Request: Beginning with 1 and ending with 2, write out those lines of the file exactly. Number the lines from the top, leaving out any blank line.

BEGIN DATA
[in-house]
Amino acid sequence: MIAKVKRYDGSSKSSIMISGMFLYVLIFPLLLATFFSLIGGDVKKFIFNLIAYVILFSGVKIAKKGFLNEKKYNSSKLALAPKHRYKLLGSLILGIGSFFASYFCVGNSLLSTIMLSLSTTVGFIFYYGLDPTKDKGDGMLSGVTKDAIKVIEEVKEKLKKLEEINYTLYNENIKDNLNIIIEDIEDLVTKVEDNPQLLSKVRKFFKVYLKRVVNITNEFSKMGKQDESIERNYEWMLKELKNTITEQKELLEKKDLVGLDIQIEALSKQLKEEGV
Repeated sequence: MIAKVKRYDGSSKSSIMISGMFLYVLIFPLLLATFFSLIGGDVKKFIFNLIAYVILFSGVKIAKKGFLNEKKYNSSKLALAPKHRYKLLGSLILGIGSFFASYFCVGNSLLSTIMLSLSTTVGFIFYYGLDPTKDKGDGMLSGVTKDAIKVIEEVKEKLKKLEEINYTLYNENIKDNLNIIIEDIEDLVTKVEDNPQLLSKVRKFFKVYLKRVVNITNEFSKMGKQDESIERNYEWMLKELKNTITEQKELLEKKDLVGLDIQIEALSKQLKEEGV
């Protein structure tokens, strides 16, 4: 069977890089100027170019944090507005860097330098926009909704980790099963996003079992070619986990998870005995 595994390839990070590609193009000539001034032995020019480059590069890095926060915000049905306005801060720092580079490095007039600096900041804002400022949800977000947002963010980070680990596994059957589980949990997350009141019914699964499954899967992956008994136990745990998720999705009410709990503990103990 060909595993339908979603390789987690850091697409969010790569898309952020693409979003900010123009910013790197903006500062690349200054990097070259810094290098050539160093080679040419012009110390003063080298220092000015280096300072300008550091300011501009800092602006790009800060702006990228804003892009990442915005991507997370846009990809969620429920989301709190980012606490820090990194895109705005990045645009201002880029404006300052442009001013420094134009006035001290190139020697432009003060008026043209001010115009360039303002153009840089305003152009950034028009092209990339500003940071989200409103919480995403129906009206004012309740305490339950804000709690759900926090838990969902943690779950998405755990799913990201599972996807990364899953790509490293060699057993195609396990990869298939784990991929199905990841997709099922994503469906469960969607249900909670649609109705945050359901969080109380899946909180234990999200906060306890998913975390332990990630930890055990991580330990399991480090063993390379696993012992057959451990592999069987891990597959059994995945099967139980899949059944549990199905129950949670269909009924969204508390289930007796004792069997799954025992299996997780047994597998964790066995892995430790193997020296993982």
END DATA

[in-house]
Amino acid sequence: MIAKVKRYDGSSKSSIMISGMFLYVLIFPLLLATFFSLIGGDVKKFIFNLIAYVILFSGVKIAKKGFLNEKKYNSSKLALAPKHRYKLLGSLILGIGSFFASYFCVGNSLLSTIMLSLSTTVGFIFYYGLDPTKDKGDGMLSGVTKDAIKVIEEVKEKLKKLEEINYTLYNENIKDNLNIIIEDIEDLVTKVEDNPQLLSKVRKFFKVYLKRVVNITNEFSKMGKQDESIERNYEWMLKELKNTITEQKELLEKKDLVGLDIQIEALSKQLKEEGV